Among the events planned for Sunday is viewing items from the time capsule buried 25 years ago. The capsule was buried in front of the church marquee.

?Even our oldest (child), Ryan, I think has something in there,? Doug said.

Plans are to put the materials back in the time capsule and also add to it from the event.

?I?m not sure where it will go back in this next time,? he said. ?We?ll have to find a location and put some sort of plaque over it.?

Sharing stories

Last Wednesday, a number of past and present members gathered for an informal time of storytelling in the fellowship hall.

?We want to keep it on a level that if we don?t acknowledge and remember, we feel like we?ve kind of failed the past and the future,? Doug said. ?And I think it?s important, too, to get as many of the current people involved in writing the new story.?

Among out-of-town guests were former Hillsboro residents Ethel Abrahams and Helen Bargen of North Newton and Elda Bartel and Edna Reimer of Goessel, who shared their memories about the church.

Cheryl Bartel, married to Doug?s brother, Marlin, also is part of the planning committee.

?I felt good about the turnout,? Cheryl said about last Wednesday when people gathered and sat at round tables to share stories for about an hour.

Some of the sharing was planned while other contributions were spontaneous, Cheryl said. Several stories focused on the previous church building, which had been enlarged and remodeled several times.

?(The church) was added on to a number of times, so that created different nooks and crannies,? Cheryl said. ?The guys will tell stories how you would go up and down and around?in these little rooms and cubbies.?

Sunday school classes met in different rooms, such as the furnace room.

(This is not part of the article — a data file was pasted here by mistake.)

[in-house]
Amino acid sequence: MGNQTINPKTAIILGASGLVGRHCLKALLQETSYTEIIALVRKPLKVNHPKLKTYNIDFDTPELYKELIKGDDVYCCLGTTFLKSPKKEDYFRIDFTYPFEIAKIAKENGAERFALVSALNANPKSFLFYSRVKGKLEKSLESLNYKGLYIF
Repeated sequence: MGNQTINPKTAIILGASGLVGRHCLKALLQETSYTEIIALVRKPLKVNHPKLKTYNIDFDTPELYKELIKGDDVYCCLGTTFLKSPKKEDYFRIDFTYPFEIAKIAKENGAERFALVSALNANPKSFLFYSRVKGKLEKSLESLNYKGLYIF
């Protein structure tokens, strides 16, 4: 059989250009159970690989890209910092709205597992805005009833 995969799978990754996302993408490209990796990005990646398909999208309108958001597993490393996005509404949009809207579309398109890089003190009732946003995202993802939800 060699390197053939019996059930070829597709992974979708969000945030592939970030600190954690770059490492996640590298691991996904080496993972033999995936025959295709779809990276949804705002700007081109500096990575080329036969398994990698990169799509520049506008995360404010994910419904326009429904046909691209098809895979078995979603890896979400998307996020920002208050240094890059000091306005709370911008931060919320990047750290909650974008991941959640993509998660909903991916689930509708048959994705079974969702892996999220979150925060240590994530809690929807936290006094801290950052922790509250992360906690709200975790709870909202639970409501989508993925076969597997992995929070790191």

?That was a lot that came out in the (Wednesday?s) stories, too,? she added.

Spirit of openness

Cheryl, who grew up near Durham and was raised as Seventh Day Adventist, started attending First Mennonite in 1981, shortly before she was married.

?I think (the church?s openness to diversity) has been an underlying theme, at least with my time here, definitely,? Cheryl said. ?That?s kind of what I said at the sharing (time) Wednesday. When I took the membership class, we had a Catholic, a Quaker, and me from SDA.?

Part of this Sunday?s service will involve sharing a computerized slideshow of pictures from the past. As a tie to the church-plant history, Floyd Bartel is coming to represent the Western District Conference.

Hometown pastor

Also, Keith Harder, pastor from 1986 to 1999, will share reflections about honoring and remembering those who had a vision to start the church and focusing on the history as a way to provide future direction.

Harder said events from more than 40 years ago ?illustrate the kind of impetus of the church.?

In the early 1960s as a Hillsboro High School student, Harder heard Vincent Harding, an associate of Martin Luther King, speak for Holy Week services at First Mennonite.

?(Harding) was a civil rights leader,? Harder said. ?This was right in the middle of the Civil Rights movement. I think it took a lot of vision and courage for the church to bring him. I remember going to hear him speak and for some reason being captivated by him.?

A number of long-term members are now gone, but in the past five years there?s been an influx of new people and younger people that brings a vitality and promise for the church, Harder said.

He added: ?Randy has played a significant part in that.?

?I think there?s a real generosity of spirit in the church as I?ve experienced it, a healthy welcoming of diversity and a mature managing of differences,? Harder said. ?It?s maintaining that delicate balance of our distinctives and values (as a Mennonite church) while being welcoming of others that don?t necessarily share those.?

Since its beginning the church has had an integral tie or connection to the community??not by accident,? Harder said, and there?s a real appreciation of the community by the church.

?We certainly extend a welcome to the community to Sunday?s events.?

More from Hillsboro Free Press
Goessel High School class of 1967 gathers for 50th reunion

The Goessel High School class of 1967 held its 50th reunion at...
Read More